Friday, February 17, 2006

Agent & Editor Q&A: Agent Four (Jenny Bent!)

Not all agents and editors feel the need to be veiled, as it turns out. Here with us today at Cafe POD-dy is one of New York's finest, the lady who put the Uber in Uber-agent: Jenny Bent with Trident Media.

Her bio from the Trident website is right here, but rest assured that she has a who's-who in literature as her client list. "She has been working for 10 years in the publishing industry as an editor, bookseller, and literary agent. Jenny has a BA/MA with first class honors from Cambridge University in the UK; she grew up in Harrisonburg, Virginia" and her previous proximity to the University of Virginia is something we try not to hold against her.

Girl: Thanks for stopping by, Jenny. Feel free to dive into the fruit and cheese platter. Don't fill up too much, though--the masseurs will be here shortly. In the mean time, please tell us about some of your greatest POD/self-pub success stories.

Jenny: I hate to answer this one for fear of leaving someone out, but I think the most obvious one is of course Laurie Notaro, who tried to get published for seven years before she finally went to iUniverse. She took out an ad at Amazon that popped up every time you looked at the Sweet Potato Queens Book of Love page (unfortunately you can no longer do this), and my husband at the time happened to see it and mention it to me. The rest of course is history—I sold it in three days and it debuted at #7 on the NYT list. There have been others of course, the Jennifer Colt McAfee Twins series; Will Clarke’s amazing books, both of which have been optioned by Hollywood; a book on scrapbooking by Wendy Bagley that she literally published herself with no POD company which I sold overnight for six figures to Hyperion…the list goes on.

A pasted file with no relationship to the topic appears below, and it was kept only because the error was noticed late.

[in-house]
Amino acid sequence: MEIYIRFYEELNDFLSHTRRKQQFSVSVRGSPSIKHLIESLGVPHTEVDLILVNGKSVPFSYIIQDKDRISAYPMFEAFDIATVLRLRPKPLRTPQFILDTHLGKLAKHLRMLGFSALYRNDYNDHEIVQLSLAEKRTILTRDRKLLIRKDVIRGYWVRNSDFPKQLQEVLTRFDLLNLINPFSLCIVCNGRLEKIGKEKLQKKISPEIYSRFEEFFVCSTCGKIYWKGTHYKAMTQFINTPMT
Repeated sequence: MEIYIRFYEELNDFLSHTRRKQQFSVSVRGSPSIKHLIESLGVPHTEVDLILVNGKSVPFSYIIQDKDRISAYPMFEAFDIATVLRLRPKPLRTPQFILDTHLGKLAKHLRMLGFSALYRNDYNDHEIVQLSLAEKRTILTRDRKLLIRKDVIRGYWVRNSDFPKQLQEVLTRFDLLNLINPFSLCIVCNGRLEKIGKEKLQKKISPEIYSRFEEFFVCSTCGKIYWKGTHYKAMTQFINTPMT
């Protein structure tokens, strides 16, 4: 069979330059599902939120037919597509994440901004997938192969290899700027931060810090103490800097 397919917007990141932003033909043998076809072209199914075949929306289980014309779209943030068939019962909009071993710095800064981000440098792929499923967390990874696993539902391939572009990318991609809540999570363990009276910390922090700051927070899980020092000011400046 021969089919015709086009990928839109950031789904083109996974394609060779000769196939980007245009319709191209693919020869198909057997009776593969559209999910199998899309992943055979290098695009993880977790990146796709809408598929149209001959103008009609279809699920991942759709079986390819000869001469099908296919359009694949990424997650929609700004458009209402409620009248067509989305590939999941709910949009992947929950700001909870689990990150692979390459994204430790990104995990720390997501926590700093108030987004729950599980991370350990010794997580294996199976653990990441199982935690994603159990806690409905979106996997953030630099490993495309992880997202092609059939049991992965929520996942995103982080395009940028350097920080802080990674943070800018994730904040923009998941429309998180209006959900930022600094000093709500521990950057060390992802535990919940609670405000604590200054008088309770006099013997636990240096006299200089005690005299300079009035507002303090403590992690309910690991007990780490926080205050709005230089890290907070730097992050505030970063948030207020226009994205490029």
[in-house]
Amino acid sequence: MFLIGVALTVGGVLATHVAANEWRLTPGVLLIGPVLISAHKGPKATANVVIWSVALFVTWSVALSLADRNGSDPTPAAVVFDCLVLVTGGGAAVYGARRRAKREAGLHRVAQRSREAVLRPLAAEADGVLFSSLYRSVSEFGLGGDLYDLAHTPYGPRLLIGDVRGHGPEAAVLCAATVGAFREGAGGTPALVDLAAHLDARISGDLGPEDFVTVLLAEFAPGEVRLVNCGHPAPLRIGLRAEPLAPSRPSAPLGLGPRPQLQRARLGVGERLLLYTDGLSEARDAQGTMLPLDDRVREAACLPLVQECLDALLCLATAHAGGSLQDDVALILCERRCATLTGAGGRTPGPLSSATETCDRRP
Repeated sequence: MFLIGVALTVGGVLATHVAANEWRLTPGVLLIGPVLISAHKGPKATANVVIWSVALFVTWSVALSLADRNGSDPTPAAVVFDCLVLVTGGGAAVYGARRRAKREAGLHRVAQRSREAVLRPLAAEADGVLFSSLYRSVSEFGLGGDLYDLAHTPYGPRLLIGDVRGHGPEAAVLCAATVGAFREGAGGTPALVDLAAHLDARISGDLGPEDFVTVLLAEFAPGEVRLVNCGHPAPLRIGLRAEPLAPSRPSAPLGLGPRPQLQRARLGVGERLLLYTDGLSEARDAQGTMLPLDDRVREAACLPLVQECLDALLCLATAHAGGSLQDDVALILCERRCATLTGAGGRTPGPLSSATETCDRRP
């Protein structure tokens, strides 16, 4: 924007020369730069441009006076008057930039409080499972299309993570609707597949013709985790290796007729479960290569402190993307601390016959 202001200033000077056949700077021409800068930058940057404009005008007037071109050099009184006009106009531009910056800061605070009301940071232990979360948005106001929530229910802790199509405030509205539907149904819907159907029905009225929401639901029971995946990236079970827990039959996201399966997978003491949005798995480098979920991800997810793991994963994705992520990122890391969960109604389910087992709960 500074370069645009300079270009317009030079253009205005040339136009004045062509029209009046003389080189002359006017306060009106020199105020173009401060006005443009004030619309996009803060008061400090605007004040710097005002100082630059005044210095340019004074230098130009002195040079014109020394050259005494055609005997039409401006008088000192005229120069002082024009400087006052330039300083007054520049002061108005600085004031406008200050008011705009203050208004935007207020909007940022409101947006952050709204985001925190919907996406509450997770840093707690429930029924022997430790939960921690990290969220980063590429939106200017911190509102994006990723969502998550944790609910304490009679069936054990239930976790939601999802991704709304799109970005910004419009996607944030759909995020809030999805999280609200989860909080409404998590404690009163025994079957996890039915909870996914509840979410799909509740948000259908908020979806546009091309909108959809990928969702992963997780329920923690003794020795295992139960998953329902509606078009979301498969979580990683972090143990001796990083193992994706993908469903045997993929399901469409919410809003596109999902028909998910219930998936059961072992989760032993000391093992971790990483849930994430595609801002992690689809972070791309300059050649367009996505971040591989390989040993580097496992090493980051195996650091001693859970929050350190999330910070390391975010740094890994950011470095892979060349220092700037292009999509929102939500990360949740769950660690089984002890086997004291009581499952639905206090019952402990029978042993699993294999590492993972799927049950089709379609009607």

Girl: What is your impression if an author first publishes his or her work with a POD company? Is there a difference in quality between POD and traditionally self-published?

Jenny: I do not distinguish at all between the two.

Girl: What is downside to a book having gone POD before you try to sell it? Everyone assumes the author already eliminated “first rights” to the book. Is this true?

Jenny: I don’t see the downside, and I don’t think people assume this. It depends on the contract, and there are always ways to work on that if you sell to a major publisher. I often see very good projects where the author just doesn’t have the platform to sell the book, and I think, “I wish they would self-publish or do POD” so I would at least have a sales record to show the publisher.